Album Review: The Field – Yesterday and Today

[Kompakt; 2009]

The work of Axel Willner, aka The Field, combines electronic loops with blips and waves of smooshing sound to declare his unspoken messages about the natural beauty of the world. This creates an ambient techno music that reveals new layers in each track. The Field’s new album, Yesterday and Today, is a musical onion. Pungent and lingering tastes dance through the listener’s ears as trance loops intrigue the mind.

On these tracks, Willner invokes thoughts and memories by establishing a foundation of passion in his embraced melody. The track “I Have the Moon, You Have the Internet,” contains a glitched-up style of looped snippets that become exciting as it reaches its climax. Unlike most techno music but similarly to other ambient music, The Field uses increased sporadic repetition instead of a bridge to catch the listener. This is fairly routine throughout the album. Willner adds loops and layers to the music in order to reach the most stimulating part of the song and then fades out to a simple sound, such as steel pans, a repeated guitar riff, or a bell. Summer nights spent staring at the stars and warm adventures are invoked by delving into the deepness that Willner introduces with his latest album.

Due to the repetition of the snippets into an almost re-sequenced melody, the listener is a construction worker welding iron or perhaps a cog in a robot revolution. Metallic blips and computer sounds pushing the boundaries of typical synthesizer sounds transport the listener into the space age factory as they hammer monotonously. This comes alive in “The More I Do” and “Leave It.” In the latter, waves of sound and heavily pulsating bass beats make the track seem fit to be played in a dance club. However, what differentiates this track from a rave is the introduction of classical holiday bells. This deters the listener away from the techno component of the track and towards the ambient (and more eloquent) aspects. For “The More I Do,” it almost slips into sounding like a Daft Punk spin-off, but recovers through electric guitar loops.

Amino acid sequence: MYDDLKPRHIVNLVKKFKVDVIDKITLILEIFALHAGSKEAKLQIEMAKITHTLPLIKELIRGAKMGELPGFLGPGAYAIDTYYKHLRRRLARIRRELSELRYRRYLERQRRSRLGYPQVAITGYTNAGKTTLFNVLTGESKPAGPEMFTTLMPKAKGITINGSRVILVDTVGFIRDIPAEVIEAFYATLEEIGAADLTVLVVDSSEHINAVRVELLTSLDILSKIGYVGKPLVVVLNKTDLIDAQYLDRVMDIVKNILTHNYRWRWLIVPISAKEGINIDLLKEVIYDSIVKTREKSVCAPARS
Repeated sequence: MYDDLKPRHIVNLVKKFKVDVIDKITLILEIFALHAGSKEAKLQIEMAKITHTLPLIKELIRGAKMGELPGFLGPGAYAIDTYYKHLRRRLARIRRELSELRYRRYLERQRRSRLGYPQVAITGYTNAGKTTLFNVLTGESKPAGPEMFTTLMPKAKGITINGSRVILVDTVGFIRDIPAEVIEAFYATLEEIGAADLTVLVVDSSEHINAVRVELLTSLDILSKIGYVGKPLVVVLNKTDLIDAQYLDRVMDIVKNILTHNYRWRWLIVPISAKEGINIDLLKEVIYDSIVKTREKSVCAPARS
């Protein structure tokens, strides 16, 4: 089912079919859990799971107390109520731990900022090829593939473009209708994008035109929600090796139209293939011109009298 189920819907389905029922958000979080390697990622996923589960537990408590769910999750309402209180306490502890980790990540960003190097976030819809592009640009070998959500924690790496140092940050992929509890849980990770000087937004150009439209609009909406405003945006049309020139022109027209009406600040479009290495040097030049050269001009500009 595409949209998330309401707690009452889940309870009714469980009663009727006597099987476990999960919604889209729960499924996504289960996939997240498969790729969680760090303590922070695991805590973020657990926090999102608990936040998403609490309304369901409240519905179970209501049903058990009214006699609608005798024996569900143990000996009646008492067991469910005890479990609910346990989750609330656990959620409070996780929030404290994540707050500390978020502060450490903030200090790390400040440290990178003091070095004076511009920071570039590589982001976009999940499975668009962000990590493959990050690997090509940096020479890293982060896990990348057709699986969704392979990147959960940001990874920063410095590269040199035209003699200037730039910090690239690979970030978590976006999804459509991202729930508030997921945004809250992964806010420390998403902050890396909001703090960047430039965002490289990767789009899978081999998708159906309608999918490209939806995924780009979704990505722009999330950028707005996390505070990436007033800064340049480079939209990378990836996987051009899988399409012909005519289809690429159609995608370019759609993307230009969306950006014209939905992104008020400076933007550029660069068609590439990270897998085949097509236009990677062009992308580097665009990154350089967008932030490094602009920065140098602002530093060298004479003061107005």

Generally, the beginning of the tracks is better because several minutes in, the same, persistent loops become redundant. In every track, the loops repeat as they build for several measures and then release into the relative minor of the initial loop. t is basic music theory composition technique. Parts of the music are reminiscent of early 90s ambient music used during the new age Zen fad. However, The Field surprises the ear with shout-outs to classic rock as he concludes the track “Yesterday and Today” with the interplay of rock drum beats with a melodic guitar plucking. The final track “Sequenced” strongly resembles the Chemical Brothers, most notably from their Push the Button album. Both artists use fast-paced, abrupt beats with the identically sounding chime that makes the listener feel as if he or she is staring out the window of a high-speed train traveling along a rural area of America. This is a disappointing way to end the album, as the Chemical Brothers execute this image more successfully than the Field does.

The album is cohesive and follows Willner’s formula even when all tracks are played continuously. Yesterday and Today is beautifully eloquent, especially upon initial discovery, but tires easily because it is formulaic and predictable. The juxtaposition of synthesized waves of sound, surprising classic rock snippets, and odes to the early 90s electronica floats the listener into a musical experience of metallic post era architectural structures and spaceships.